Monday, 15 January 2007
Assessment of discontinuities due to joining precipitation observations in Canada
Exhibit Hall C (Henry B. Gonzalez Convention Center)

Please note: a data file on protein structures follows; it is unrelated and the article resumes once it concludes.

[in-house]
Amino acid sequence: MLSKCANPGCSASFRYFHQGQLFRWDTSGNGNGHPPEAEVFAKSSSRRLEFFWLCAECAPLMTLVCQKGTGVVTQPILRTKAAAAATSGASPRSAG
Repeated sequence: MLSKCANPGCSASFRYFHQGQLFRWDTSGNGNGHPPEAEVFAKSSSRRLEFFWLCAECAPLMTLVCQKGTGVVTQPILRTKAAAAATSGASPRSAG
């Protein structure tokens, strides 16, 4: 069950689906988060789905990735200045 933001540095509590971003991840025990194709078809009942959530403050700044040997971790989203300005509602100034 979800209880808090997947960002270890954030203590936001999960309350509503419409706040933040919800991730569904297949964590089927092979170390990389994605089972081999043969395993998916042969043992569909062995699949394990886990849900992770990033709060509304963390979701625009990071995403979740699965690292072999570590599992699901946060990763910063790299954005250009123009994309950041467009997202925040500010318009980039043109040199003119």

Long-term homogeneous precipitation records are required for climate trend studies. About 460 evenly distributed stations were carefully selected across the country for the preparation of the second version of the Adjusted Historical Canadian Climate Database (still under development). Daily rain gauge and snow ruler data were adjusted separately for all known issues related to changes in rain gauge type, snow density and trace measurements. In the most recent work, joining precipitation observations from nearby stations is examined. In Canada, when the station is relocated even to close vicinity, a new station identification number is often assigned to the new location and the two observations segments can be merged into one. Also when a station is closing, the data can be joined to a neighbour (within 20 km) with similar characteristics in order to produce a longer time series. The new site can be located at a different elevation and/or with a different exposure. Therefore, joining precipitation observations can create artificial discontinuities affecting the trend. This work presents a preliminary method to determine if the join of the observations has generated an artificial step. Adjustment procedure for monthly total rain and snow will also be discussed.